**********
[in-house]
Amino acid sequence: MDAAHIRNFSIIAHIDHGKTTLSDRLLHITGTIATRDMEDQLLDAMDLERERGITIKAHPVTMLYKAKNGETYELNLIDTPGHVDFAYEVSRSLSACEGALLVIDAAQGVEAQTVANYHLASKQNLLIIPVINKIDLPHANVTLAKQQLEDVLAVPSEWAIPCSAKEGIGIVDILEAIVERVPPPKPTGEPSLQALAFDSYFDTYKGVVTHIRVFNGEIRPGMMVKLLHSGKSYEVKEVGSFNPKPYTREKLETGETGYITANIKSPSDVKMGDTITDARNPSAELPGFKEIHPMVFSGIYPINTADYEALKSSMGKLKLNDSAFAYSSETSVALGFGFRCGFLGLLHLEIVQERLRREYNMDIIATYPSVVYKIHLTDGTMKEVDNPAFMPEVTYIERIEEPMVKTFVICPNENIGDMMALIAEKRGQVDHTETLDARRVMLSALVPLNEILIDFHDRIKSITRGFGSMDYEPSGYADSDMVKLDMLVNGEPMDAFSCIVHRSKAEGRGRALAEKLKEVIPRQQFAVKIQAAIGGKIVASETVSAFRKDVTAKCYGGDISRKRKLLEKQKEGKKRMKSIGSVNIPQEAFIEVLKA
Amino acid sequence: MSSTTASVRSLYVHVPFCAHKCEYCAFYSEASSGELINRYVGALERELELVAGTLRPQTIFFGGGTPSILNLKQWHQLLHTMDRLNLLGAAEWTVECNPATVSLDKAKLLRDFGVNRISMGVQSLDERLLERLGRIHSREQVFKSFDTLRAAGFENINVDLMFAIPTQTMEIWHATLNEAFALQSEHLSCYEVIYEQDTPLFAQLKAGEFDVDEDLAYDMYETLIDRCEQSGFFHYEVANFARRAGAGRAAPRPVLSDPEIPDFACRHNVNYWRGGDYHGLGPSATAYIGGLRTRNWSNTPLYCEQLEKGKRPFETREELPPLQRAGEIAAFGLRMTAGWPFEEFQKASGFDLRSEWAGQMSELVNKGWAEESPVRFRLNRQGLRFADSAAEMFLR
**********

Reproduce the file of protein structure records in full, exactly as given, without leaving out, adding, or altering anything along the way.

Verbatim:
[in-house]
Amino acid sequence: MDAAHIRNFSIIAHIDHGKTTLSDRLLHITGTIATRDMEDQLLDAMDLERERGITIKAHPVTMLYKAKNGETYELNLIDTPGHVDFAYEVSRSLSACEGALLVIDAAQGVEAQTVANYHLASKQNLLIIPVINKIDLPHANVTLAKQQLEDVLAVPSEWAIPCSAKEGIGIVDILEAIVERVPPPKPTGEPSLQALAFDSYFDTYKGVVTHIRVFNGEIRPGMMVKLLHSGKSYEVKEVGSFNPKPYTREKLETGETGYITANIKSPSDVKMGDTITDARNPSAELPGFKEIHPMVFSGIYPINTADYEALKSSMGKLKLNDSAFAYSSETSVALGFGFRCGFLGLLHLEIVQERLRREYNMDIIATYPSVVYKIHLTDGTMKEVDNPAFMPEVTYIERIEEPMVKTFVICPNENIGDMMALIAEKRGQVDHTETLDARRVMLSALVPLNEILIDFHDRIKSITRGFGSMDYEPSGYADSDMVKLDMLVNGEPMDAFSCIVHRSKAEGRGRALAEKLKEVIPRQQFAVKIQAAIGGKIVASETVSAFRKDVTAKCYGGDISRKRKLLEKQKEGKKRMKSIGSVNIPQEAFIEVLKA
Amino acid sequence: MSSTTASVRSLYVHVPFCAHKCEYCAFYSEASSGELINRYVGALERELELVAGTLRPQTIFFGGGTPSILNLKQWHQLLHTMDRLNLLGAAEWTVECNPATVSLDKAKLLRDFGVNRISMGVQSLDERLLERLGRIHSREQVFKSFDTLRAAGFENINVDLMFAIPTQTMEIWHATLNEAFALQSEHLSCYEVIYEQDTPLFAQLKAGEFDVDEDLAYDMYETLIDRCEQSGFFHYEVANFARRAGAGRAAPRPVLSDPEIPDFACRHNVNYWRGGDYHGLGPSATAYIGGLRTRNWSNTPLYCEQLEKGKRPFETREELPPLQRAGEIAAFGLRMTAGWPFEEFQKASGFDLRSEWAGQMSELVNKGWAEESPVRFRLNRQGLRFADSAAEMFLR